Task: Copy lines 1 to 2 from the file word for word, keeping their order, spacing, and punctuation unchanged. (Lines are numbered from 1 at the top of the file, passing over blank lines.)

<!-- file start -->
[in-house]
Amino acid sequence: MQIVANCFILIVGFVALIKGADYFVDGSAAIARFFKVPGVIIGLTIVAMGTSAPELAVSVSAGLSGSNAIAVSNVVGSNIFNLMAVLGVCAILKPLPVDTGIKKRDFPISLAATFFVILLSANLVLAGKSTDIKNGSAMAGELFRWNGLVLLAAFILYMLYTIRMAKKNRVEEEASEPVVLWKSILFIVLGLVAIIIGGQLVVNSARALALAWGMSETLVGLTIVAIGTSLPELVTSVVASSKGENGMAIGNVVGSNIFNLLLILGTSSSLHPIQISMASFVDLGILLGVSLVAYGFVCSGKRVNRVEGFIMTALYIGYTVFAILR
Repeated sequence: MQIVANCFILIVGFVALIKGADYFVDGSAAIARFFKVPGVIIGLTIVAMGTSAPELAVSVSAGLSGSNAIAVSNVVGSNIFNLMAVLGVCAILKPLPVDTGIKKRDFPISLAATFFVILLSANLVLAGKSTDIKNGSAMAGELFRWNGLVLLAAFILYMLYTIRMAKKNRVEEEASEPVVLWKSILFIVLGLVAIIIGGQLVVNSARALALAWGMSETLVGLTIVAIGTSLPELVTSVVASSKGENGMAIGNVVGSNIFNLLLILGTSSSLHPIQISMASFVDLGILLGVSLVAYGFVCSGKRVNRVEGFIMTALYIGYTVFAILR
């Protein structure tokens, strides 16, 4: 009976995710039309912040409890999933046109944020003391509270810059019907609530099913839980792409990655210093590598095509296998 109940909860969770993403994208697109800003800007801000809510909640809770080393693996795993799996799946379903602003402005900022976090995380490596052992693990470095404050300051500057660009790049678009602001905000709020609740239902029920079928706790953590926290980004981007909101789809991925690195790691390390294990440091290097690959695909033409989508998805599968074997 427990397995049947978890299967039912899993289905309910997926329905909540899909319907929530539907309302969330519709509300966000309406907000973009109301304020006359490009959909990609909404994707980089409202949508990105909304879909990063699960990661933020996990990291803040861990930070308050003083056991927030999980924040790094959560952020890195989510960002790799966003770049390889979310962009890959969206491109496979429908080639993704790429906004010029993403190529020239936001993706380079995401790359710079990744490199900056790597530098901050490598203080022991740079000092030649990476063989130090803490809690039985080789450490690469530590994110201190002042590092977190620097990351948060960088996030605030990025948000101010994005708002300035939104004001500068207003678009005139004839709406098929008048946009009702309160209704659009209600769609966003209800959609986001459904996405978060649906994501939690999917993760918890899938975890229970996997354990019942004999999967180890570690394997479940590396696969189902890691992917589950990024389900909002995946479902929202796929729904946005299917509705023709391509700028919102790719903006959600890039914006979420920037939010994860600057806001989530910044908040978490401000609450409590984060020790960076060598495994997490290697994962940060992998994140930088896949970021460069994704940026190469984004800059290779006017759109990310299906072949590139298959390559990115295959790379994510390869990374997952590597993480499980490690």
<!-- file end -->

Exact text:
[in-house]
Amino acid sequence: MQIVANCFILIVGFVALIKGADYFVDGSAAIARFFKVPGVIIGLTIVAMGTSAPELAVSVSAGLSGSNAIAVSNVVGSNIFNLMAVLGVCAILKPLPVDTGIKKRDFPISLAATFFVILLSANLVLAGKSTDIKNGSAMAGELFRWNGLVLLAAFILYMLYTIRMAKKNRVEEEASEPVVLWKSILFIVLGLVAIIIGGQLVVNSARALALAWGMSETLVGLTIVAIGTSLPELVTSVVASSKGENGMAIGNVVGSNIFNLLLILGTSSSLHPIQISMASFVDLGILLGVSLVAYGFVCSGKRVNRVEGFIMTALYIGYTVFAILR